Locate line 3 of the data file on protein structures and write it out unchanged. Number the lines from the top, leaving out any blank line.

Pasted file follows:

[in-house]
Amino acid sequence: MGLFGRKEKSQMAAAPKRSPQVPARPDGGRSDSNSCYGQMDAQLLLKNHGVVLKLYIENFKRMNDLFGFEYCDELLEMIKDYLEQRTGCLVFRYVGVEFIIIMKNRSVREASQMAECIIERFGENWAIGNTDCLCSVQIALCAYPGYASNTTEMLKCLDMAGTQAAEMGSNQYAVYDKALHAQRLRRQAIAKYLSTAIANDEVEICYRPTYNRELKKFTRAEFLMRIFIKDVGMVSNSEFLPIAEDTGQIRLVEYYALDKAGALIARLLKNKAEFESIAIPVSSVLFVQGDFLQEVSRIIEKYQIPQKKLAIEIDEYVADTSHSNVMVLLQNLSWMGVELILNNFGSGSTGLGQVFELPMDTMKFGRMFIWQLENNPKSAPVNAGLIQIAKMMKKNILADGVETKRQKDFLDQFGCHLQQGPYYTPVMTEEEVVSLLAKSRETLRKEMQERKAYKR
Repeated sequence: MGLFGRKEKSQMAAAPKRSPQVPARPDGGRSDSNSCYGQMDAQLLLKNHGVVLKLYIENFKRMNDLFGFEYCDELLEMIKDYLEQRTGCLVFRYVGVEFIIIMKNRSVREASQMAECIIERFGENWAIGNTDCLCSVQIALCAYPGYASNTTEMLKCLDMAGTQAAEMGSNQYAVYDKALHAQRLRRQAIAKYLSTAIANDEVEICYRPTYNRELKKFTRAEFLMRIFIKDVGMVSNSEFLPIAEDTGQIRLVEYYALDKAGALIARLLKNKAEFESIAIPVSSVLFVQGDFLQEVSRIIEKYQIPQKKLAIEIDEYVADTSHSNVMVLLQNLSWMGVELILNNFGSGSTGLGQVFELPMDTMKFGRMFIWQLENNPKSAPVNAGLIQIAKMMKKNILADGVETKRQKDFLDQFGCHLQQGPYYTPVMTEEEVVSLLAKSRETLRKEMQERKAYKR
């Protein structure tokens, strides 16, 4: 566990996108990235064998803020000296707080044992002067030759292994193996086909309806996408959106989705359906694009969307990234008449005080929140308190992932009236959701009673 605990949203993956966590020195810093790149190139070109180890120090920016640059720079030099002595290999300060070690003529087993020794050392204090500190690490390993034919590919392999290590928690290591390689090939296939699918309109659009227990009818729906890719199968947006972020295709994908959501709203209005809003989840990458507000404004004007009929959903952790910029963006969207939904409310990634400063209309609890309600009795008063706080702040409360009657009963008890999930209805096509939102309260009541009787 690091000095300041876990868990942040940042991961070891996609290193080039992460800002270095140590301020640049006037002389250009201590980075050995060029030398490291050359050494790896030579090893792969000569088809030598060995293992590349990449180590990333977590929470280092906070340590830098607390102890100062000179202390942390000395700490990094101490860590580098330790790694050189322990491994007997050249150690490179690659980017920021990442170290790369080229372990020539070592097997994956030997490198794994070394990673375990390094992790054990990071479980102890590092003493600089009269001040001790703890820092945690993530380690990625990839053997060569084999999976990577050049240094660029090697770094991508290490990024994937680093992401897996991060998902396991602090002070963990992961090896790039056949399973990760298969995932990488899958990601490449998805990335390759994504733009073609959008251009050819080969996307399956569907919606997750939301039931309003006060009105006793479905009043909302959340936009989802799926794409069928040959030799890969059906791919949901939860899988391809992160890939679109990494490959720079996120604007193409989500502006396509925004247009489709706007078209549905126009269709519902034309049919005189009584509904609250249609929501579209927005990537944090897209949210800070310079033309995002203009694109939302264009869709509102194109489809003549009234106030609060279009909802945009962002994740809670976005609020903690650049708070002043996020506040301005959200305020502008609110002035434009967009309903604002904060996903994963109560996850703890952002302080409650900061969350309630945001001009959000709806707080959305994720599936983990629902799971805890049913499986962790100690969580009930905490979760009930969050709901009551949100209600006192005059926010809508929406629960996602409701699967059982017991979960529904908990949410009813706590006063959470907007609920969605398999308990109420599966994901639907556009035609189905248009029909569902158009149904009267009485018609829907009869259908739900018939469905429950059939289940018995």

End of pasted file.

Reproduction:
Repeated sequence: MGLFGRKEKSQMAAAPKRSPQVPARPDGGRSDSNSCYGQMDAQLLLKNHGVVLKLYIENFKRMNDLFGFEYCDELLEMIKDYLEQRTGCLVFRYVGVEFIIIMKNRSVREASQMAECIIERFGENWAIGNTDCLCSVQIALCAYPGYASNTTEMLKCLDMAGTQAAEMGSNQYAVYDKALHAQRLRRQAIAKYLSTAIANDEVEICYRPTYNRELKKFTRAEFLMRIFIKDVGMVSNSEFLPIAEDTGQIRLVEYYALDKAGALIARLLKNKAEFESIAIPVSSVLFVQGDFLQEVSRIIEKYQIPQKKLAIEIDEYVADTSHSNVMVLLQNLSWMGVELILNNFGSGSTGLGQVFELPMDTMKFGRMFIWQLENNPKSAPVNAGLIQIAKMMKKNILADGVETKRQKDFLDQFGCHLQQGPYYTPVMTEEEVVSLLAKSRETLRKEMQERKAYKR